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X-Primer

We're nerds so you don't have to be.

Publication YearIssue Date 

1963: X-Men #1 published featuring initial roster of Cyclops, Marvel Girl, Iceman, Angel and a non-furry Beast, led by Professor X pitted against Magneto

1970: With sales in the toilet, Uncanny X-Men series reverts to reprinting old X-Men stories with issue #67. Predictably, sales get worse.

1974: Wolverine debuts in Incredible Hulk #181 wearing a silly costume with whiskers, designed to make him look more like an actual wolverine.

1975: Giant-Sized X-Men #1 debuts new international X-Men: Colossus, Wolverine, Storm, Thunderbird & Nightcrawler. New stories begin again in Uncanny X-Men #94 after five years of reprints.

1980: Uncanny X-Men #129 begins the Dark Phoenix Saga, regarded by comics nerds as one of the finest X-Men stories ever published.

1980: Jean Grey dies in Uncanny X-Men #137.

1986: Jean Grey returns in Fantastic Four #286, found in a cocoon on the ocean floor by the Avengers. Turned out it wasn't really her that died before.

1991: X-Men #1 debuts, selling over a million copies and boasting nearly a dozen different covers with the same story! Collectors buy them all, are astonished when nobody else wants several copies of the same book.

1992: Kickass X-Men animated series debuts on FOX, featuring folks like Cyclops, Jean Grey, Beast, Wolverine, Jubilee & Storm.

1993: X-Men #25, the final chapter of the Fatal Attractions crossover, features Magneto tearing the metal from Wolverine's skeleton and Professor X retaliating by mind-wiping him, beginning tons of bad Wolverine stories and the massive Onslaught crossover spanning 1995 & 1996. Also represents period where there were far too many X-Men spin-off series, eventually resulting in sales going into the toilet again and nearly half of the books being cancelled.

1999: Wolverine gets his metal skeleton back in build-up to another massive crossover. Stories immediately get better.

2000: X-Men released in theatres, grossing $54 million over the opening weekend and nearly $300 million worldwide.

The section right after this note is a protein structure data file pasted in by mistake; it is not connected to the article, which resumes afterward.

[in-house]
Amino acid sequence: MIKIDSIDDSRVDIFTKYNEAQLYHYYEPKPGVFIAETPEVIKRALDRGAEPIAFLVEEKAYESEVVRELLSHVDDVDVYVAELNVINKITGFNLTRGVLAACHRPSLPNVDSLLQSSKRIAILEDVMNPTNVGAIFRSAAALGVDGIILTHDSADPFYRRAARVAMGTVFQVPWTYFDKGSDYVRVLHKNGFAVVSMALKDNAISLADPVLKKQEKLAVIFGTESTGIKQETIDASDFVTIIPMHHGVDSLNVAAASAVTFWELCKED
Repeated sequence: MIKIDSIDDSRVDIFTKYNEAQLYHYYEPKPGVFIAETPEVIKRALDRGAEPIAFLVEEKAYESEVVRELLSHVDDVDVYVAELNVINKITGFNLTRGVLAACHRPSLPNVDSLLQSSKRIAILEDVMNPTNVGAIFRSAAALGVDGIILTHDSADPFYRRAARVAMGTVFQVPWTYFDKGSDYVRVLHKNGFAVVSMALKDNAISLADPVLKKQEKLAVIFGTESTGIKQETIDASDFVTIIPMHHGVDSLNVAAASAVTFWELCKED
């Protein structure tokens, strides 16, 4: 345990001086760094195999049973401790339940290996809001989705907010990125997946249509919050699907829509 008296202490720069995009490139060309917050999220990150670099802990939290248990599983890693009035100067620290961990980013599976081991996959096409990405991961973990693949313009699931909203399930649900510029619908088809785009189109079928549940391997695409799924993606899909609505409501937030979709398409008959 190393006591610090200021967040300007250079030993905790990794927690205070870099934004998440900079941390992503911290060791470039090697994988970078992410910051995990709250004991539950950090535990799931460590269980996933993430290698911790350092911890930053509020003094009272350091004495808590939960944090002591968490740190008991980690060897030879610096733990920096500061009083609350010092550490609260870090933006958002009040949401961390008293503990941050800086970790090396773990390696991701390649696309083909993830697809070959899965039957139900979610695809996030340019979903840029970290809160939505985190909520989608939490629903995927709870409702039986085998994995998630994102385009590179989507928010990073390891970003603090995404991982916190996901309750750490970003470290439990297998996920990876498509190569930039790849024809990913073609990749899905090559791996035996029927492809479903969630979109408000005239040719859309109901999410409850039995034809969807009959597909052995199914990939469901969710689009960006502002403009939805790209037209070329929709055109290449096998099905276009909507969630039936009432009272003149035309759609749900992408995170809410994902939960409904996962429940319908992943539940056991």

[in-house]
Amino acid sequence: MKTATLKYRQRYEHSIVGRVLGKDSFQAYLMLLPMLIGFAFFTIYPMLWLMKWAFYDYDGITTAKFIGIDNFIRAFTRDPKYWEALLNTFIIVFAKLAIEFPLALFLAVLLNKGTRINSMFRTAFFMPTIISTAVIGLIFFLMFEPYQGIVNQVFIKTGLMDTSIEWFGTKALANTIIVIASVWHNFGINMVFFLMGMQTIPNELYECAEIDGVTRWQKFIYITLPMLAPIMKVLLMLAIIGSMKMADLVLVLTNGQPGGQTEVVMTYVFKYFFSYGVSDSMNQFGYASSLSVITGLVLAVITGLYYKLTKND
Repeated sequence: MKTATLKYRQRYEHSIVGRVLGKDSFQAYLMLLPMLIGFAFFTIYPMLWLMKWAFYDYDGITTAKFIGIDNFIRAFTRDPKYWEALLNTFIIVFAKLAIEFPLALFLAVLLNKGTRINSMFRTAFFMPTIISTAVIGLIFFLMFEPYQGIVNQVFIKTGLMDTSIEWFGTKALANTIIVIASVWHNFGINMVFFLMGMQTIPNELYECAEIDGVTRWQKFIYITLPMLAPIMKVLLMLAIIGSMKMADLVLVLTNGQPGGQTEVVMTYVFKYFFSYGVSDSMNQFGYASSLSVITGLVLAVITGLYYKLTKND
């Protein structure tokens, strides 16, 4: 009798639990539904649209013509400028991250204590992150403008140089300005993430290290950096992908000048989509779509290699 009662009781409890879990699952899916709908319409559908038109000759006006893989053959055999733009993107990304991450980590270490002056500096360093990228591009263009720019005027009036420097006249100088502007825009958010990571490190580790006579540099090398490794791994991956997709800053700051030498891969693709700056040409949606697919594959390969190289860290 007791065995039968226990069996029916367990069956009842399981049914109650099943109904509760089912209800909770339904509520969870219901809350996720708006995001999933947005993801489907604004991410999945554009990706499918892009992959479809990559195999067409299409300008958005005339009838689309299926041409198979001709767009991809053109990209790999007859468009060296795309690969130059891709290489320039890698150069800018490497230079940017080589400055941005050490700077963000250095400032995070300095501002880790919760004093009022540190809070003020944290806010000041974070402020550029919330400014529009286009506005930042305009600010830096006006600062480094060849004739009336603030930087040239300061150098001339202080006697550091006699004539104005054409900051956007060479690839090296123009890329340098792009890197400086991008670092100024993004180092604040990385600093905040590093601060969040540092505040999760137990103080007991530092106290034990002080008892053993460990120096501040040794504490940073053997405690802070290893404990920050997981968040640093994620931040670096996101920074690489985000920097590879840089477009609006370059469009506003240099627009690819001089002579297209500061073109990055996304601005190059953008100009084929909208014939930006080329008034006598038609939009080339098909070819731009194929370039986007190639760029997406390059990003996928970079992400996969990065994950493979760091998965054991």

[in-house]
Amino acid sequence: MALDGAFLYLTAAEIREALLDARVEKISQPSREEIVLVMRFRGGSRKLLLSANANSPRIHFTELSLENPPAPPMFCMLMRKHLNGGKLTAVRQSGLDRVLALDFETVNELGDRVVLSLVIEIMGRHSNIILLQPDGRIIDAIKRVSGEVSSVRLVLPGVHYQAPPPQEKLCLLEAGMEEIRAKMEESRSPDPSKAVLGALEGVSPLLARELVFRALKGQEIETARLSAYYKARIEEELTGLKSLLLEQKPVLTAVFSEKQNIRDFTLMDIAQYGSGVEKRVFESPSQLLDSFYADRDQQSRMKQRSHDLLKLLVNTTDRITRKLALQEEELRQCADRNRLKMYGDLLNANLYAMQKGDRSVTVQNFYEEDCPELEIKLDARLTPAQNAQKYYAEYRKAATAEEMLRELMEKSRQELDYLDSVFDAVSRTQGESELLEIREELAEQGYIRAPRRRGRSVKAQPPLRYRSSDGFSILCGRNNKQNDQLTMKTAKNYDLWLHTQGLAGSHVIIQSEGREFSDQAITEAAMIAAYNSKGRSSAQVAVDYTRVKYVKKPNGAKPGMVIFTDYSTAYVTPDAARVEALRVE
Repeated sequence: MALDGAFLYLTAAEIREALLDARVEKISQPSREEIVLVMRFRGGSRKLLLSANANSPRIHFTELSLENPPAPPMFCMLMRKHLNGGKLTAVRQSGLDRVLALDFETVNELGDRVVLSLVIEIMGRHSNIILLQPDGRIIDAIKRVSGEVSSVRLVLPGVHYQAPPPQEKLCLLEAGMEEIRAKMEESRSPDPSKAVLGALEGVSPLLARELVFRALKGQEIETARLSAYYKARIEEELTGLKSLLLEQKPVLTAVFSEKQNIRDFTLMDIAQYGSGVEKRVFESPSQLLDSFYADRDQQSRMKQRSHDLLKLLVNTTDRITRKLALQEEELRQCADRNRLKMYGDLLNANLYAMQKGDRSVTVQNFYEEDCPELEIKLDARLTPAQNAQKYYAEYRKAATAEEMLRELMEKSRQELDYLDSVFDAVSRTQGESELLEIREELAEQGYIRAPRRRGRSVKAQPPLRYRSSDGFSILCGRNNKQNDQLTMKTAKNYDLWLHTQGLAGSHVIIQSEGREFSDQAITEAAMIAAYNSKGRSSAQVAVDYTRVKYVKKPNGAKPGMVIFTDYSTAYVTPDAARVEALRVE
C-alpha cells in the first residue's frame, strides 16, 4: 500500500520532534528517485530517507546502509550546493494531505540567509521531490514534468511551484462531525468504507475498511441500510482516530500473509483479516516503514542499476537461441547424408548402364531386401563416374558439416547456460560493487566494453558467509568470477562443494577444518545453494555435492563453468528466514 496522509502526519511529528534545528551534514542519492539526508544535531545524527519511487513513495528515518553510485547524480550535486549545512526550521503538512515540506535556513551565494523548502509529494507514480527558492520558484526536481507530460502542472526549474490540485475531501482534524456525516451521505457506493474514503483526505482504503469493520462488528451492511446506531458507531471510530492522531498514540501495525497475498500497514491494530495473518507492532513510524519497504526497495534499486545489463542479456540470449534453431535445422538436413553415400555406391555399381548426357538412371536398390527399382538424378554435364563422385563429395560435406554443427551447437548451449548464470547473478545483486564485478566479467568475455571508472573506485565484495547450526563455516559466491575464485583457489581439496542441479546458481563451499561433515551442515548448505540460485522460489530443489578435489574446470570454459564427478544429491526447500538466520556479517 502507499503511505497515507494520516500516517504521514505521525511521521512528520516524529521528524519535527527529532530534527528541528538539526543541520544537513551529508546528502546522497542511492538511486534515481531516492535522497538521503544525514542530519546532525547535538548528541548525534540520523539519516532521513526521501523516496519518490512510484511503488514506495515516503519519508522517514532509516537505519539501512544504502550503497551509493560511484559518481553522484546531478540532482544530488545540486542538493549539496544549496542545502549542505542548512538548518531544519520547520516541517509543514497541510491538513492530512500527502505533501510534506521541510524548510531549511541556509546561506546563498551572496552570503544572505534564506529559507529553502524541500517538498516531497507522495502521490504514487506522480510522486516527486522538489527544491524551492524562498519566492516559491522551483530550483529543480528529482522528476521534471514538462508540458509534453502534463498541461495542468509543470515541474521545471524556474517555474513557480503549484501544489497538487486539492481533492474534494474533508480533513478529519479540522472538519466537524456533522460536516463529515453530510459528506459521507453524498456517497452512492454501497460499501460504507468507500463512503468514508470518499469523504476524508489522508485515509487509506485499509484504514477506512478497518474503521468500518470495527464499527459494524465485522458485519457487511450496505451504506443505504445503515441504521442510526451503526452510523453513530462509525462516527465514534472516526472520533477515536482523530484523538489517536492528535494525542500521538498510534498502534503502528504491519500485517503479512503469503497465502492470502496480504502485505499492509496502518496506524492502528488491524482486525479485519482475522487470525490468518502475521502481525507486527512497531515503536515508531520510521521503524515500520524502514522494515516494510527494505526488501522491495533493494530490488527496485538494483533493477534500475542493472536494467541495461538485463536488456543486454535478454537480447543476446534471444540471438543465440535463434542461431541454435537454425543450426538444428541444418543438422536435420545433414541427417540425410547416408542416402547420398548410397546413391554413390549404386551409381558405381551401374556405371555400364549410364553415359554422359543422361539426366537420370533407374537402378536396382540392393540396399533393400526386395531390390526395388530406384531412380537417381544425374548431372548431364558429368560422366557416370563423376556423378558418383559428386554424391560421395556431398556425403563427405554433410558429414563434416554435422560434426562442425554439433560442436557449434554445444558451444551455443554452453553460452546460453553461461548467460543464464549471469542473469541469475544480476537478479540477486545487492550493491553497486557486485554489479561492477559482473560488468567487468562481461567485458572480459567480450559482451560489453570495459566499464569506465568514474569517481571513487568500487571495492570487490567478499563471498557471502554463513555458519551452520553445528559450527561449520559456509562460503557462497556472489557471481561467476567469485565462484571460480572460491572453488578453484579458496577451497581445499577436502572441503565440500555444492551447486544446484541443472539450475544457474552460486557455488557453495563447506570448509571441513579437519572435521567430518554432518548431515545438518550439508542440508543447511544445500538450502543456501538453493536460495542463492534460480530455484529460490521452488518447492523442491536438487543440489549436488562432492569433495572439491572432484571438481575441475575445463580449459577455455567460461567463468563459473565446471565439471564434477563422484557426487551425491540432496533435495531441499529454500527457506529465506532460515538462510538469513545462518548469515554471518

2000: X-Men: Evolution animated series debuts on The WB featuring a younger set of characters more in line with the movie cast.

2001: Colossus dies in Uncanny X-Men #390.

2001: Superstar writer Grant Morrison begins run with New X-Men #114, capitalizing on movie buzz with…wait for it…good stories. Afterwards many writers completely ignore or contradict key story elements (including the deaths of Jean Grey and Magneto). Morrison leaves the company for rival DC Comics, but we're sure that was unrelated.

2002: X2: X-Men United released in theatres, grossing a massive $85 million over the opening weekend and over $400 million worldwide.

2004: Jean Grey dies, again, in New X-Men #150. She's brought back several months later, only to be killed off again.

2004: Astonishing X-Men #1 debuts from Buffy creator Joss Whedon and award-winning artist John Cassaday. The book immediately becomes a huge hit (winning several awards), but is dogged by constant lateness due to Whedon's filming schedule on Serenity and Cassaday's super-detailed artwork.

2004: Colossus returns in Astonishing X-Men #5. Turned out it wasn't him that died before.

2005: House of M crossover cuts down mutant population from several million to slightly over 200 by de-powering popular characters like Professor X & Magneto, less popular characters like Iceman, Quicksilver & Jubilee, and dozens of characters nobody cared about.

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